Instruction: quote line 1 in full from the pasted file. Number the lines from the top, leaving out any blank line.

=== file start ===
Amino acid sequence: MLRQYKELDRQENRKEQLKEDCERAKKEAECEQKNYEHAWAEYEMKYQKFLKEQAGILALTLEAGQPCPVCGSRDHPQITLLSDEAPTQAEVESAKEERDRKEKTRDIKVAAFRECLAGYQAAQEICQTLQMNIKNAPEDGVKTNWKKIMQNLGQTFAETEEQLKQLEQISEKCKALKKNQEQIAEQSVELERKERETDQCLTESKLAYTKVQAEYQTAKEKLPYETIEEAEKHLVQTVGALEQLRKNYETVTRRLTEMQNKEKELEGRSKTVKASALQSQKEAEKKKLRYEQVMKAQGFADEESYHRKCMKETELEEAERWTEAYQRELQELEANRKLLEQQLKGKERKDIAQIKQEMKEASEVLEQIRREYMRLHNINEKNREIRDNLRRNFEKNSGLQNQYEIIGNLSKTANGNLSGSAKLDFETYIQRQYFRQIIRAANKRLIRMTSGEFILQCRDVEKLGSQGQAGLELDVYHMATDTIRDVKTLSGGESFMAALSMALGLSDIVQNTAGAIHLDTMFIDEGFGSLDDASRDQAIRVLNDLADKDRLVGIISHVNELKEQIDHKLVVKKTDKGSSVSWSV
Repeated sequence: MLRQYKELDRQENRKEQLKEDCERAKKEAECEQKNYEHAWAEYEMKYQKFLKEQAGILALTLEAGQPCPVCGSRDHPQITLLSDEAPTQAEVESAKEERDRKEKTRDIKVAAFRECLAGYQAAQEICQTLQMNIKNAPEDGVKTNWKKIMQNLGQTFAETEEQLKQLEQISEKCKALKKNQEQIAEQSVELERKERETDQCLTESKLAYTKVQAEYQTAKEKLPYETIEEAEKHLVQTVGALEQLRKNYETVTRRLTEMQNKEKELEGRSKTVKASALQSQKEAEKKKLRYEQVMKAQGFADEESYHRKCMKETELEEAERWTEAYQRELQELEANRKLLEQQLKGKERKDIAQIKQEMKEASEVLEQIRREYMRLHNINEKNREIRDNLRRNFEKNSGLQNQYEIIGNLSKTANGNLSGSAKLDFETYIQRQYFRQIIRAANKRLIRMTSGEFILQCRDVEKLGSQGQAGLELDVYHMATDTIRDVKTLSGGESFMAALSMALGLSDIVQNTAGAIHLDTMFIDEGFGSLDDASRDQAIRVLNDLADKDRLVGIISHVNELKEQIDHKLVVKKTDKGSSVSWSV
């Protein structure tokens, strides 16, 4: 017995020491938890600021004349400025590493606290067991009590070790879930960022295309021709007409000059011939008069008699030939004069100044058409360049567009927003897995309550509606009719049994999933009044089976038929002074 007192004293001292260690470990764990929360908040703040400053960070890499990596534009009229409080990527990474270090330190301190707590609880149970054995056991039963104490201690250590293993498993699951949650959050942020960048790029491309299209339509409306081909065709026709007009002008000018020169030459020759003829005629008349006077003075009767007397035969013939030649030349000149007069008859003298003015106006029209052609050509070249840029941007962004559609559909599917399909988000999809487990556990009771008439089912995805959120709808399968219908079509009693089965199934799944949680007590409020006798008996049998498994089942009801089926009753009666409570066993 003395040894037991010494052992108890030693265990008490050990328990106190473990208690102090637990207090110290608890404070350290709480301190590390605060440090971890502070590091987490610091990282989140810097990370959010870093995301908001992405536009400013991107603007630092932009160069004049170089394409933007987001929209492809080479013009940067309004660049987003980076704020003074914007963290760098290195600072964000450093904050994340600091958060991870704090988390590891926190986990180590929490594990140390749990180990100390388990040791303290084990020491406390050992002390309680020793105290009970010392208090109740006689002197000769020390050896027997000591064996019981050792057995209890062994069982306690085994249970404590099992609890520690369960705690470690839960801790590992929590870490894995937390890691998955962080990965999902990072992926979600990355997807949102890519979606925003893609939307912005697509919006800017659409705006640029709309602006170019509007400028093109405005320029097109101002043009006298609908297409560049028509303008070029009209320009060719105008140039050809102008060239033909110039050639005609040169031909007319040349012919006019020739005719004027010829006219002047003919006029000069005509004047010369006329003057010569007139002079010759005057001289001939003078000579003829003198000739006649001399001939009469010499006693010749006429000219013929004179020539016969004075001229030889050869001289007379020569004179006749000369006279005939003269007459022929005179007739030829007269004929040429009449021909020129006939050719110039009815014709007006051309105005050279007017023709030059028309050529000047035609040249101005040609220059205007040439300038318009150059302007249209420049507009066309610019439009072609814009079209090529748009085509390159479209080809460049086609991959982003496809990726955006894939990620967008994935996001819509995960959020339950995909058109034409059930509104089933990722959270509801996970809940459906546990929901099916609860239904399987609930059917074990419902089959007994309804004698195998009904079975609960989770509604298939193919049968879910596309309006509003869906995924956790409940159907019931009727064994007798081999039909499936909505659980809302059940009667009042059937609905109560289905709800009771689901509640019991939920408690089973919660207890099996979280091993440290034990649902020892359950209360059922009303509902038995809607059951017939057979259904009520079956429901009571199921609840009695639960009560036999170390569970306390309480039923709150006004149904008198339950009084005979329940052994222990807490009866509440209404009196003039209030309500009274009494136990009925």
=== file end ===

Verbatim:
Amino acid sequence: MLRQYKELDRQENRKEQLKEDCERAKKEAECEQKNYEHAWAEYEMKYQKFLKEQAGILALTLEAGQPCPVCGSRDHPQITLLSDEAPTQAEVESAKEERDRKEKTRDIKVAAFRECLAGYQAAQEICQTLQMNIKNAPEDGVKTNWKKIMQNLGQTFAETEEQLKQLEQISEKCKALKKNQEQIAEQSVELERKERETDQCLTESKLAYTKVQAEYQTAKEKLPYETIEEAEKHLVQTVGALEQLRKNYETVTRRLTEMQNKEKELEGRSKTVKASALQSQKEAEKKKLRYEQVMKAQGFADEESYHRKCMKETELEEAERWTEAYQRELQELEANRKLLEQQLKGKERKDIAQIKQEMKEASEVLEQIRREYMRLHNINEKNREIRDNLRRNFEKNSGLQNQYEIIGNLSKTANGNLSGSAKLDFETYIQRQYFRQIIRAANKRLIRMTSGEFILQCRDVEKLGSQGQAGLELDVYHMATDTIRDVKTLSGGESFMAALSMALGLSDIVQNTAGAIHLDTMFIDEGFGSLDDASRDQAIRVLNDLADKDRLVGIISHVNELKEQIDHKLVVKKTDKGSSVSWSV